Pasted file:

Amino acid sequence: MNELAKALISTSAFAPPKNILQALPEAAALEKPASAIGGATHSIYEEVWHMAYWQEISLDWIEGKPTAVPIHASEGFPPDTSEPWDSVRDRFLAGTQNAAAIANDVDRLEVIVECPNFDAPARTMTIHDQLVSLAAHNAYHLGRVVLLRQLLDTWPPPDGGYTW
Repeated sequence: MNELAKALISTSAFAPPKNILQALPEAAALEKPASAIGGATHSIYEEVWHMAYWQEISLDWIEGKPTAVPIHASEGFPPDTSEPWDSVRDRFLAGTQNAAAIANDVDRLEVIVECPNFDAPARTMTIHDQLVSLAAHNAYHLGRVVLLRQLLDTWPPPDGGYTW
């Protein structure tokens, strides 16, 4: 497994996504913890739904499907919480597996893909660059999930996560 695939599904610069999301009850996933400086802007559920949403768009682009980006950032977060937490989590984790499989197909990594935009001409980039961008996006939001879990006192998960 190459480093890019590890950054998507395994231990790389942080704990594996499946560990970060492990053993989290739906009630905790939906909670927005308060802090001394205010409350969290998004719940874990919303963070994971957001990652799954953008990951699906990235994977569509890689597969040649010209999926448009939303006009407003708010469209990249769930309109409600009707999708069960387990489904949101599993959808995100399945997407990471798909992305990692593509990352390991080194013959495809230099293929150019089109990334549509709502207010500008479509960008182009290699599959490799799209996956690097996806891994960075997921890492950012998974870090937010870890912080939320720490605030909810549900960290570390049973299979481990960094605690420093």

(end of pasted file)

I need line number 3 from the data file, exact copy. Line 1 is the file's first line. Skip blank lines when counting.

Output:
């Protein structure tokens, strides 16, 4: 497994996504913890739904499907919480597996893909660059999930996560 695939599904610069999301009850996933400086802007559920949403768009682009980006950032977060937490989590984790499989197909990594935009001409980039961008996006939001879990006192998960 190459480093890019590890950054998507395994231990790389942080704990594996499946560990970060492990053993989290739906009630905790939906909670927005308060802090001394205010409350969290998004719940874990919303963070994971957001990652799954953008990951699906990235994977569509890689597969040649010209999926448009939303006009407003708010469209990249769930309109409600009707999708069960387990489904949101599993959808995100399945997407990471798909992305990692593509990352390991080194013959495809230099293929150019089109990334549509709502207010500008479509960008182009290699599959490799799209996956690097996806891994960075997921890492950012998974870090937010870890912080939320720490605030909810549900960290570390049973299979481990960094605690420093």